School funding and NHS recruitment must be the first priorities of the new prime minister, according to a watchdog.
The Public Accounts Committee (PAC) – Westminster’s public spending watchdog – has warned Brexit has been overshadowing other serious issues, including health, education and defence spending on nuclear submarines.
The incoming premier must “seriously plan” how to manage the issues that are not directly Brexit-related, PAC chairwoman Meg Hillier has said in her annual report.
Outlining areas of concern, she said: “Many of these have an immediate impact on the user – such as school funding or the need to tackle recruitment in the NHS so that patients can receive treatment in appropriate timescales.
“Other decisions may not cause an immediate issue but will store up problems for the future – defence spending is a classic example.
“There may not be big political kudos in tackling these issues today but there are huge financial and service consequences of deferring difficult decisions, as our recent reports on decommissioning nuclear submarines shows.”
She singled out education funding as a “crisis” and added children’s social care is “increasingly becoming financially unsustainable”.
NHS staffing shortages were described as “unsustainable” with one in 11 posts vacant including shortages of consultants, acute physicians and emergency physicians.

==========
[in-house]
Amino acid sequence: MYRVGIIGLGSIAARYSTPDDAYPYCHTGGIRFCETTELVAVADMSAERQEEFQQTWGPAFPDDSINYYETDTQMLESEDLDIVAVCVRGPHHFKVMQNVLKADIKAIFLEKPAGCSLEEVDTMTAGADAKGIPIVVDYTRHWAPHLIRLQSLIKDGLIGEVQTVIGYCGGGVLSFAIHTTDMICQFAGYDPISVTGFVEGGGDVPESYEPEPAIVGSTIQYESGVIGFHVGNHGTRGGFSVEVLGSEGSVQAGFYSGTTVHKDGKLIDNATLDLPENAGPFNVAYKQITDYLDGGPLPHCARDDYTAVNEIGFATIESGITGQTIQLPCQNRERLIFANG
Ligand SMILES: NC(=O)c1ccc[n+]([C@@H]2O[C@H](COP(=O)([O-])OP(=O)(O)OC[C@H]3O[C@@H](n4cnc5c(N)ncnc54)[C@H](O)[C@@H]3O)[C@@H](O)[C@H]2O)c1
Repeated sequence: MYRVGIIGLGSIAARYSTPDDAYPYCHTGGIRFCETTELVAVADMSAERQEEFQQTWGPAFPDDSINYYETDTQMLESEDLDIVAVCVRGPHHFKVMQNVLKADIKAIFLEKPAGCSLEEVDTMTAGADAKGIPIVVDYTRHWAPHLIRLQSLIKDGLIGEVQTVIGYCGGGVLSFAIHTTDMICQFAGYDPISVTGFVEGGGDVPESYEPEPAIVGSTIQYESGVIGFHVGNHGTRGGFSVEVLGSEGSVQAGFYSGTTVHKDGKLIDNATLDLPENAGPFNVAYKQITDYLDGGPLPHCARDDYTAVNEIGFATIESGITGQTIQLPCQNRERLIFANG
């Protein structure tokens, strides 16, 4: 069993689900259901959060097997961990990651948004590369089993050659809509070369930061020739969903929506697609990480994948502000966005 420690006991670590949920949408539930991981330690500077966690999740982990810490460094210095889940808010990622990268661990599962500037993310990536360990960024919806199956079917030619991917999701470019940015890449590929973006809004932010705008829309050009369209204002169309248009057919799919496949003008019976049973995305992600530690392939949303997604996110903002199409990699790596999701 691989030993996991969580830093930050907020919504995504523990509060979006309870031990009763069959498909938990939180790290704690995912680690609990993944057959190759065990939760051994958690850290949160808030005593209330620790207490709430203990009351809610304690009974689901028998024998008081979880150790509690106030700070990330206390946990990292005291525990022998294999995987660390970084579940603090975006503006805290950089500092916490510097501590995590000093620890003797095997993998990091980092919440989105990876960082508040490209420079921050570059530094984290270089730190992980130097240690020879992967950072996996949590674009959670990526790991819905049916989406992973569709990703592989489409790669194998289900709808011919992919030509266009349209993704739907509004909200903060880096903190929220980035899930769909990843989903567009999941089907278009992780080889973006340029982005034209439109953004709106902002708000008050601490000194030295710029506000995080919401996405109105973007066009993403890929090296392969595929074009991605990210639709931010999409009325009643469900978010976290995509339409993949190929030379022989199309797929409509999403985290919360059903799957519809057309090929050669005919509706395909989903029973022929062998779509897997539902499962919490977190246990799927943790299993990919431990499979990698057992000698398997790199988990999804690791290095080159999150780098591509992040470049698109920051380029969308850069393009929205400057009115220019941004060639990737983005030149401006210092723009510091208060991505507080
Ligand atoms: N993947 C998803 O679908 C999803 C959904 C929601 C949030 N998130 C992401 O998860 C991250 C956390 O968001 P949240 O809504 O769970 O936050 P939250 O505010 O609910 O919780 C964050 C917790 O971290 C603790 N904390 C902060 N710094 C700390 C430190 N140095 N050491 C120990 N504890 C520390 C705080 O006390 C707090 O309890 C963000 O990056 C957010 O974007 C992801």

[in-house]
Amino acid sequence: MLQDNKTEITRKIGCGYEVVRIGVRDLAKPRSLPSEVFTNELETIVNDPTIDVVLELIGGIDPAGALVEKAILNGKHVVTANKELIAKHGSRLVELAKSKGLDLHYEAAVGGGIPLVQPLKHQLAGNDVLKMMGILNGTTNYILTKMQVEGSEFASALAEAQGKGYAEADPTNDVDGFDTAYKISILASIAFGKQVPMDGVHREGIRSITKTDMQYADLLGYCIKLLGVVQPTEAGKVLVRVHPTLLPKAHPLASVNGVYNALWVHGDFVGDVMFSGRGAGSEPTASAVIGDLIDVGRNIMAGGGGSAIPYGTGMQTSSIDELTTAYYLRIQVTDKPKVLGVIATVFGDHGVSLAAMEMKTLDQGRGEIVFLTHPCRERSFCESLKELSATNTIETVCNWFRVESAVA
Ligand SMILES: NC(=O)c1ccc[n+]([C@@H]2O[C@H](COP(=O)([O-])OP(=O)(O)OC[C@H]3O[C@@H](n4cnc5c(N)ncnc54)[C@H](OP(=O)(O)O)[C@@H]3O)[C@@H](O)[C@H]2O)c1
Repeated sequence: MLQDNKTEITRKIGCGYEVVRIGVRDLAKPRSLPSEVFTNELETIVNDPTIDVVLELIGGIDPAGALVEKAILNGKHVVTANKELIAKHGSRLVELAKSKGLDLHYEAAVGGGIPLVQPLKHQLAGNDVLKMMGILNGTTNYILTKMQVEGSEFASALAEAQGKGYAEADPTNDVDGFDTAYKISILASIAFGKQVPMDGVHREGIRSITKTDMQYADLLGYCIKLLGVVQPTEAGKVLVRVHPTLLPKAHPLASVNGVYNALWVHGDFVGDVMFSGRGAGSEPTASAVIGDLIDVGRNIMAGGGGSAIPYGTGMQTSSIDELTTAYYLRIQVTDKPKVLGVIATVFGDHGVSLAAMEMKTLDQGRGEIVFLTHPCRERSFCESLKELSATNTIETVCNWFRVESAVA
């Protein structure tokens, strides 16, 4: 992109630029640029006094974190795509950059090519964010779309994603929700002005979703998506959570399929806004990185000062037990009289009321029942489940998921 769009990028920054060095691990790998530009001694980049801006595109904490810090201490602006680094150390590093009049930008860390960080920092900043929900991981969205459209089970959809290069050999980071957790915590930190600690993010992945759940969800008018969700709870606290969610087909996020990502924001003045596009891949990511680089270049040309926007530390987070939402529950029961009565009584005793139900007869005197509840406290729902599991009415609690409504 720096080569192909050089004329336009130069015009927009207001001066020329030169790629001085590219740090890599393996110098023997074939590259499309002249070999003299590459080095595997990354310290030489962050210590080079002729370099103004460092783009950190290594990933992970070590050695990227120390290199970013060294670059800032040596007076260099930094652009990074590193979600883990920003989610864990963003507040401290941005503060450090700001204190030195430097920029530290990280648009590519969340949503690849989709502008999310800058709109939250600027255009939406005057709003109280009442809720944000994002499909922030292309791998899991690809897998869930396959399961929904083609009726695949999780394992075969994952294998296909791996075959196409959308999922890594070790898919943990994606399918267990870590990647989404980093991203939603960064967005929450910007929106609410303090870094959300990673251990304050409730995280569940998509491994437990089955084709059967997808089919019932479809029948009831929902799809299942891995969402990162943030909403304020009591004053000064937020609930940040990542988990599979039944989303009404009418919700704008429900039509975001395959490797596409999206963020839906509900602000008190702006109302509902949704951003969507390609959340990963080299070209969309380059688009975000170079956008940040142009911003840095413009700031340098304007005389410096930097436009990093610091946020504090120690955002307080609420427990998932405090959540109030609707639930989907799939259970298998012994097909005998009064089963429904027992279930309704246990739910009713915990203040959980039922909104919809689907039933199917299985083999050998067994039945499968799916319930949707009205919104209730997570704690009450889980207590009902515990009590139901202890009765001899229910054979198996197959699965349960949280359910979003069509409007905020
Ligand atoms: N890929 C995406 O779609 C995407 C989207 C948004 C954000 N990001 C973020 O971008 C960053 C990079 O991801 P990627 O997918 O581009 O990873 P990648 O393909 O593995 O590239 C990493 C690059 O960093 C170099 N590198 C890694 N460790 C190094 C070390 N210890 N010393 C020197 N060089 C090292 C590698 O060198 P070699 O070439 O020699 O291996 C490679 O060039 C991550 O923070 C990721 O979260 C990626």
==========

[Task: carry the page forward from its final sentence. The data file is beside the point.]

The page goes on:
The chairwoman also raised concerns about a Ministry of Defence funding gap approaching £15 billion and a submarine dismantling project “drastically behind schedule” with no end in sight.
Ms Hillier has led more than 50 investigations into government projects in the last year and called on the new Tory leader to “consider the workload and upheaval in departments” before announcing new initiatives.
“If they don’t there is a risk that programmes will not deliver,” she said.
“For example, the Ministry of Justice is currently unpicking the probation reforms introduced in 2014 but just doing this is a major project in its own right.”
The chairwoman criticised Government for “too often” repeating mistakes and flagged the failure to involve users at an early stage of planning as a “stand-out concern” – particularly over major rail schemes including HS2 and Crossrail – costing the public purse billions.
She said: “We see this starkly with large-scale rail projects where the engineering challenges can overshadow passenger needs.
“And in our most recent inquiry into the sale by Network Rail of its railway arches the tenants’ concerns were only properly considered when the tenants themselves launched a vocal campaign.
“One of my ongoing ambitions is to persuade departments to allow the PAC and National Audit Office early access to projects – so we can examine them before they get going.
“I believe this could save taxpayers billions of pounds.”